Happy Australia Day 2021 from all of us here at Troll Tours. We are a proudly Australian owned and operated company. Troll Tours gives the best Harley and trike tours, if we do say so ourselves. Sydney and the greater Sydney area, such as the Blue Mountains and The Royal National Park (southern Sydney). Did you know the Royal National Park is the second oldest national park in the world? We do hope you enjoy our Australia Day Celebrations, whether you are here in Sydney, somewhere in Australia or overseas and looking on.

Australia Day history

Australia Day is the official national day of Australia. Observed annually on 26 January, it marks the anniversary of the 1788 arrival of the First Fleet at Port Jackson in New South Wales. It marks the raising of the British flag at Sydney Cove by Arthur Phillip. The date of 26 January 1788 marked the proclamation of British sovereignty over the eastern seaboard of Australia (then known as New Holland). Although it was not known as Australia Day until over a century later, records of celebrations on 26 January date back to 1808. With the first official celebration of the formation of New South Wales held in 1818. On New Year’s Day 1901, the British colonies of Australia formed a federation. This marked the birth of modern Australia. A national day of unity and celebration was looked for. It was not until 1935 that all Australian states and territories adopted use of the term “Australia Day” to mark the date. It was not until 1994 that the date was consistently marked by a public holiday on that day by all states and territories. Thanks to Wikipedia for this paragraph of the history.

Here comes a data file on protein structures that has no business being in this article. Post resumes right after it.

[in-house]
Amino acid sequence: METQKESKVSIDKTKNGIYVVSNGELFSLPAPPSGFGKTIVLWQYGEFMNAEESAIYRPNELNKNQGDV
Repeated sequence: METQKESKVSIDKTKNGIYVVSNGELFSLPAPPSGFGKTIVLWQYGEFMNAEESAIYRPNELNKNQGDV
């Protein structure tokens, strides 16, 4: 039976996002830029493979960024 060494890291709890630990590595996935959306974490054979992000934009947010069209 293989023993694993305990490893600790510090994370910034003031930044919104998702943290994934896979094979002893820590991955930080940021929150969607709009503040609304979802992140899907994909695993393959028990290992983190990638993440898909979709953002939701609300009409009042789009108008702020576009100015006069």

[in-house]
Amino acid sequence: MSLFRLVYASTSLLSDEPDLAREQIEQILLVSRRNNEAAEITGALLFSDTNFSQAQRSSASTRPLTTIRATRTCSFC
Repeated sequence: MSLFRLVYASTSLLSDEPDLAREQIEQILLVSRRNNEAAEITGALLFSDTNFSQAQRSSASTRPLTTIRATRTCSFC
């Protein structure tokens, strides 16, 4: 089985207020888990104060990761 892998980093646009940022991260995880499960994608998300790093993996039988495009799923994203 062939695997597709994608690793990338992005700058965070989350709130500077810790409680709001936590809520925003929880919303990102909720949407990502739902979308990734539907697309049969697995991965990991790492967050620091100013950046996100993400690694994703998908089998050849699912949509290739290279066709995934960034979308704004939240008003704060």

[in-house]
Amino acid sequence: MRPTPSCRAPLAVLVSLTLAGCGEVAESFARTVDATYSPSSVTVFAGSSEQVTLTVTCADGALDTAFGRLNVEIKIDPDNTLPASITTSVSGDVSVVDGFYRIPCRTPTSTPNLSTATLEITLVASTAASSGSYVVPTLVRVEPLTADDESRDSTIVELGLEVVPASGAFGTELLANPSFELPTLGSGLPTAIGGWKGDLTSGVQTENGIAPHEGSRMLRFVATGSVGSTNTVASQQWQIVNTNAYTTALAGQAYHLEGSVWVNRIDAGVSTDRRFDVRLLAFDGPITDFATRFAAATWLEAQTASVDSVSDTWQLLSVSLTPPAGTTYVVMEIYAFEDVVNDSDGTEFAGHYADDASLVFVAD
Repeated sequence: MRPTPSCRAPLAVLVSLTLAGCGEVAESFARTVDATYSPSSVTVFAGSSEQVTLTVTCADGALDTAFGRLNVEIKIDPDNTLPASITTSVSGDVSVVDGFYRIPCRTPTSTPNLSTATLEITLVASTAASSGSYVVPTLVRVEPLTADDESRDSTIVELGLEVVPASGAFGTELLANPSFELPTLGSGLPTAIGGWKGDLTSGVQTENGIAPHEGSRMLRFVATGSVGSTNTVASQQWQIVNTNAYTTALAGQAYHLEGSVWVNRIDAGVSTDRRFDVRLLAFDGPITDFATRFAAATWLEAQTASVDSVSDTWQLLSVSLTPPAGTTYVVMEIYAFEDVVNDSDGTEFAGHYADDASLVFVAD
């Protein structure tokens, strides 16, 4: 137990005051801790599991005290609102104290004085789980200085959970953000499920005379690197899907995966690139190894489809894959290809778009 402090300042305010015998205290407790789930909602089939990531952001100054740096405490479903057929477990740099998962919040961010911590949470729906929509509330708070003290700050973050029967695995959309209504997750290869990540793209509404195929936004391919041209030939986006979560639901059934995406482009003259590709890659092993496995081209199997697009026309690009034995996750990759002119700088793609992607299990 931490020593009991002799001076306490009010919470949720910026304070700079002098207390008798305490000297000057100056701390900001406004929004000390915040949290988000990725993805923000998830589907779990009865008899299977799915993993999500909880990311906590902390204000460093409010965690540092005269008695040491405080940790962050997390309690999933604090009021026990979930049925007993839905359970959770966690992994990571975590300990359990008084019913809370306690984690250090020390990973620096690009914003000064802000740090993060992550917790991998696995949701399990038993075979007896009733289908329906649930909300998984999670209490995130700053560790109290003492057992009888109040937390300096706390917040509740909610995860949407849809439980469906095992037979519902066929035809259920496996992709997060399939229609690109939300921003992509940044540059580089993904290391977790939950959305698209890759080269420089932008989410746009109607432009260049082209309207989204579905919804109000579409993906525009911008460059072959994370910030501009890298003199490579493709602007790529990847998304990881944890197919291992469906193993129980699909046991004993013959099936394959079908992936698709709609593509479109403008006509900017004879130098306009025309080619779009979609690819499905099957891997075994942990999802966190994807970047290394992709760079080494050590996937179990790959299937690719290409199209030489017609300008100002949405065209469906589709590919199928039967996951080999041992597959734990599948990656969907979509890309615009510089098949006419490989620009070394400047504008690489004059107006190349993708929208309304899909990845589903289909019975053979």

present-day Australia

In present-day Australia, celebrations aim to reflect the diverse society and landscape of the nation. It is marked by community and family events and reflections on Australian history. There are official community awards and citizenship ceremonies welcoming new members of the Australian community.

So, happy Australia Day 2021 from all of us here at Troll Tours. https://trolltours.com.au/

The Gap Sydney NSW – Part 2

Following on from Part #1 : The Gap, Sydney NSW

Suicides

The Gap is also infamous for suicides and accidental deaths.

The tall cliffs have made it a location for those wishing to end their lives. The Tasman Sea is the body of water here, east of Sydney and all the way to New Zealand. Between 2008 and 2011 numerous measures have been implemented to dissuade those at risk of suicide, these include security cameras to monitor the area, several purpose-built Lifeline counselling phone booths, and information boards from the Black Dog Institute and Beyondblue. An inward-leaning fence has also been erected to deter people from jumping. The Gap, Sydney NSW is a seriously interesting place.

William Albert Swivell

On the afternoon of 20 April 1936, noted Australian diarist Meta Truscott recorded how she and her uncle, Christopher Dunne, witnessed a suicide at The Gap. By chance, the pair shared a bench with a well-dressed, middle-aged man who was later identified as William Albert Swivell. As the three watched a ship sail through the Sydney Heads, her uncle asked the man if he knew its name, to which Swivell replied, “The Nieuw Holland.” Soon afterwards, the smartly-dressed man stood up and walked away; he climbed to the top of the cliff and jumped to his death.

Caroline Byrne

Feeling old! We remember this one – in June 1995, a 24-year-old model, Caroline Byrne, fell to her death at The Gap. Due to the notoriety of the area, police did not initially suspect foul play. However, in 2008, her then-boyfriend was convicted of pushing her over the edge, but in February 2012, he was acquitted of her murder on appeal.

Charmaine Dragun

We remember this one – it’s so sad. In November 2007, Charmaine Dragun, a 29-year-old newsreader who worked for 10 News First, jumped from The Gap after battling depression and anorexia.

In conclusion, Troll Tours finds The Gap, Sydney NSW very interesting. We love taking our passengers here, to show them the view and to tell them the haunting history.

Photo by ConstantZero